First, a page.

Kazuhiro Shimura, a director at Dentsu Group's Future Creative Center, demonstrates the 'Tuna Scope', an AI-based system that judges the quality of natural tuna using cross-sectional images of their tails, at Misaki Megumi Suisan Co. in Miura, south of Tokyo, Japan June 29, 2020. (Reuters/Issei Kato)
If you've ever bought supermarket sushi, you may know the taste trauma that hit Kazuhiro Shimura one night. But "disappointing" tuna sparked an idea: he'd develop an artificial intelligence (AI) system to make sure your sashimi is always delicious.
Shimura, a director at advertising firm Dentsu Group's Future Creative Center, came up with the concept for "Tuna Scope" AI as he chewed his raw dish while watching a television show on fish merchants who spend a decade mastering the skill of selecting high-quality tuna for sushi restaurants.
Using a deep learning algorithm to crunch through grading data from merchants, Tuna Scope has now evolved into a smartphone app. Clients can download and use it anywhere, creating "a unified grading standard" for an industry that relies on local know-how, said Shimura, who is working with Japanese trading company Sojitz Corp to promote his technology.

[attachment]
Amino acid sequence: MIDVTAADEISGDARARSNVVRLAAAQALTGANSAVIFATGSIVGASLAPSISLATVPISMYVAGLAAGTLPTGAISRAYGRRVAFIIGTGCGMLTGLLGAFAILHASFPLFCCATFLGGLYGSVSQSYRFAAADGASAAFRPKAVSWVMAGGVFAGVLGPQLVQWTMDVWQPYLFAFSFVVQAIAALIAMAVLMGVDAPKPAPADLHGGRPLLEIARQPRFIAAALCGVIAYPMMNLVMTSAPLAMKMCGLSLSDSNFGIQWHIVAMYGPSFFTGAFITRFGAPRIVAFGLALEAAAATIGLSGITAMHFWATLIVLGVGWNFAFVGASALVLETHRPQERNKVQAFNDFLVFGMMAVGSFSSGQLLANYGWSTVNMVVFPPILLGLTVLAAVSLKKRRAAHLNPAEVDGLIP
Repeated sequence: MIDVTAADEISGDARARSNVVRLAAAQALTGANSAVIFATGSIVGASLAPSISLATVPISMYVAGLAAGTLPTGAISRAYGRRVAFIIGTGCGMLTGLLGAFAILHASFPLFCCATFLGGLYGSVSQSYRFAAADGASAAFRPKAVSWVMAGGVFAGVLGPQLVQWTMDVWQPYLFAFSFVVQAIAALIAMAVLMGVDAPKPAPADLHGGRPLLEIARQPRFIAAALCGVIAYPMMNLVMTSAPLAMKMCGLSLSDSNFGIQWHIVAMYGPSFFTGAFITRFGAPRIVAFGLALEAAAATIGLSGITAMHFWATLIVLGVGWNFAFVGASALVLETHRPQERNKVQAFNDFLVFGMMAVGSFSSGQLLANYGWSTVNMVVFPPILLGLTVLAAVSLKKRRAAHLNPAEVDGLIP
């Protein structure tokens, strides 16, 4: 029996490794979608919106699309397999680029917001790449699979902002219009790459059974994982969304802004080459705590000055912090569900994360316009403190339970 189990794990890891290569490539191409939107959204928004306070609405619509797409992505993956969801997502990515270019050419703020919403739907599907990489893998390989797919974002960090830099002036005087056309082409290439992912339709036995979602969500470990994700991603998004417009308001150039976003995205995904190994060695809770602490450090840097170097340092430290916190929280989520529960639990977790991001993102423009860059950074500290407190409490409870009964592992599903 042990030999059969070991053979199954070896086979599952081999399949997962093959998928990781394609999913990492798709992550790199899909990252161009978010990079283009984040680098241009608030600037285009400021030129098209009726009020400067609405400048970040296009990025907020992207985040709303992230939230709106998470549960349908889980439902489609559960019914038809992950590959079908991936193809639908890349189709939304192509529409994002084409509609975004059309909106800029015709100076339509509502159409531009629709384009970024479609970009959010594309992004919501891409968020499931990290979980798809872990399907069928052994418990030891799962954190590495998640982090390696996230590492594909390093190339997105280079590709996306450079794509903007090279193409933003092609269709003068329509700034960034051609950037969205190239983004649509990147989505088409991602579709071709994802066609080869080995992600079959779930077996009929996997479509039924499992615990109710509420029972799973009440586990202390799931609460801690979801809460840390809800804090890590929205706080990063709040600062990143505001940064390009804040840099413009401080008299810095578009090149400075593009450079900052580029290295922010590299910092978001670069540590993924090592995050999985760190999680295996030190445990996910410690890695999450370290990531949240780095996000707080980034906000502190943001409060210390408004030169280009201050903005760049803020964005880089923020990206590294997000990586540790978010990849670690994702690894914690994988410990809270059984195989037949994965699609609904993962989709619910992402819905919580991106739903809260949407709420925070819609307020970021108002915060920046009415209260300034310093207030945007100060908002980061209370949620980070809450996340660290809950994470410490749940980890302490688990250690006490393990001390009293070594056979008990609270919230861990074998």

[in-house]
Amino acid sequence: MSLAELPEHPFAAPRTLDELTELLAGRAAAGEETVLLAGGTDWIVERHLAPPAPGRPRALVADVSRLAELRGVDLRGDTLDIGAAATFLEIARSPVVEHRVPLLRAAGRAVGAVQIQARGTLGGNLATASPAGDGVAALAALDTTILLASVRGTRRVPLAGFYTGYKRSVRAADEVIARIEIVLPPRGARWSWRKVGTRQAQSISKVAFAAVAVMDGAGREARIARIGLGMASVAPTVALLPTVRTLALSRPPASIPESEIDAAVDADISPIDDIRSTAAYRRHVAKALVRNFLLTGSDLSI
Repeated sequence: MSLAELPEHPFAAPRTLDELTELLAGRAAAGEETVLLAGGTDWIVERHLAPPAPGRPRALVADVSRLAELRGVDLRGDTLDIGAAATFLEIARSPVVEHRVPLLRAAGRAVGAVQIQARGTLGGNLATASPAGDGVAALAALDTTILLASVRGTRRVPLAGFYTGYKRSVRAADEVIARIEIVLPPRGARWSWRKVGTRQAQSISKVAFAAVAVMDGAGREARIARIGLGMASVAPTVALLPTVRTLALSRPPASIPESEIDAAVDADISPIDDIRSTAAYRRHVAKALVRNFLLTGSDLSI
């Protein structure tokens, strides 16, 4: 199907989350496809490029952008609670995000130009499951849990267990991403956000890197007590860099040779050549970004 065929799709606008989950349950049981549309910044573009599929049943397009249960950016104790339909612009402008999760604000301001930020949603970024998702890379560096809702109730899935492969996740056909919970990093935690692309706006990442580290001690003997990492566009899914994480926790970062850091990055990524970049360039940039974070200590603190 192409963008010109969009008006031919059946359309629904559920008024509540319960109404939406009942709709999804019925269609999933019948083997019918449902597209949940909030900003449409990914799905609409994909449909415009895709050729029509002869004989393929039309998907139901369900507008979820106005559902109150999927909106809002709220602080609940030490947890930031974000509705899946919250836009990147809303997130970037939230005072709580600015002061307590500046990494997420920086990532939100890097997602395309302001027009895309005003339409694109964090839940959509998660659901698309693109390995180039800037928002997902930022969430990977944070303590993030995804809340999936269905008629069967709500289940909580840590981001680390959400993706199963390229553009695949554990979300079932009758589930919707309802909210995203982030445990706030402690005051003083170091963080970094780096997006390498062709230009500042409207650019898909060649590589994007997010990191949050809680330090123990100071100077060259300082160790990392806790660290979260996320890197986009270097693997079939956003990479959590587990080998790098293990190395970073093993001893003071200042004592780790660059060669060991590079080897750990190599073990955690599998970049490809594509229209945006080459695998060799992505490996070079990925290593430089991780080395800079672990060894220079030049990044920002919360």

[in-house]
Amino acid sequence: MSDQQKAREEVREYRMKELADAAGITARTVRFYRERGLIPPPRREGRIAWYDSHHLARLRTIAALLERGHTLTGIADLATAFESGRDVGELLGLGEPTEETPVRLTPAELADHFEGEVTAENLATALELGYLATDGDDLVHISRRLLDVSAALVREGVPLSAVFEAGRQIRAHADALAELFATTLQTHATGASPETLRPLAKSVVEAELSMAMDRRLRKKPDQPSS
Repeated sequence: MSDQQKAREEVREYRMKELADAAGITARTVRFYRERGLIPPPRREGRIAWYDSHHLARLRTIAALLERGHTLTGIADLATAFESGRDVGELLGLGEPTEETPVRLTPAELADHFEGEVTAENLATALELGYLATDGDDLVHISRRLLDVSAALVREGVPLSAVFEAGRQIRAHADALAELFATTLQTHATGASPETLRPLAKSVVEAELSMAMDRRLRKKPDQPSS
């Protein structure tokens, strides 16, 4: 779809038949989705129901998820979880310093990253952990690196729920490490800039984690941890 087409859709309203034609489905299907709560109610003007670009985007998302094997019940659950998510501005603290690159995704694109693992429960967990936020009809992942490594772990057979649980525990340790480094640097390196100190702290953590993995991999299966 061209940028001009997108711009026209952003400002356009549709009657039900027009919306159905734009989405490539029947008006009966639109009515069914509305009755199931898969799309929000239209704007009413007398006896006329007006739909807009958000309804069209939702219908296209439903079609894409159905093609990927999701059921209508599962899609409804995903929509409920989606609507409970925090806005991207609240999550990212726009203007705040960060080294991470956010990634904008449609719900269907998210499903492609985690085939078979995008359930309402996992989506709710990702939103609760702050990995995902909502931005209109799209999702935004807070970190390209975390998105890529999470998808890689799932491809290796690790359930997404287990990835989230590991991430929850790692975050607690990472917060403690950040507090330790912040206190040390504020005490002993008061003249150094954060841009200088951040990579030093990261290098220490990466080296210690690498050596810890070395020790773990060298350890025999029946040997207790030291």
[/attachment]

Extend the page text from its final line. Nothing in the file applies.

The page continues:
"That means people can be sure they are getting delicious tuna," Shimura told Reuters at fish merchant Misaki Megumi Suisan, which ships AI-certified tuna overseas.
The highest quality fish - which can each weigh around 300 kilograms - have sold for more than $3 million in past tuna auctions. According to the Organization for the Promotion of Responsible Tuna Fisheries, around 2 million tons of tuna is consumed around the world annually, of which Japan accounts for a quarter.
Since the start of coronavirus pandemic fish merchants from the Maldives, Spain, the United States, Taiwan and elsewhere have contacted Shimura about Tuna Scope because travel curbs mean they can't visit suppliers to check tuna quality, he said.
At Misaki Megumi near Tokyo, one of the merchant's buyers Shingo Ishii held a smartphone with Tuna Scope over a tray of tuna tail sections on a metal tray as other workers used industrial saws to cut up frozen tuna shipped from around the world. The AI delivered a result within a few seconds.
"I think this will become a common tool over the next 10 to 20 years," said Ishii, holding the smartphone over one of the tail sections.
Ishii admitted to mixed feelings about a technology that could make his job easier, but threatened to make a skill passed down through generations obsolete.
"To be frank, I think I can still beat the AI," he said.
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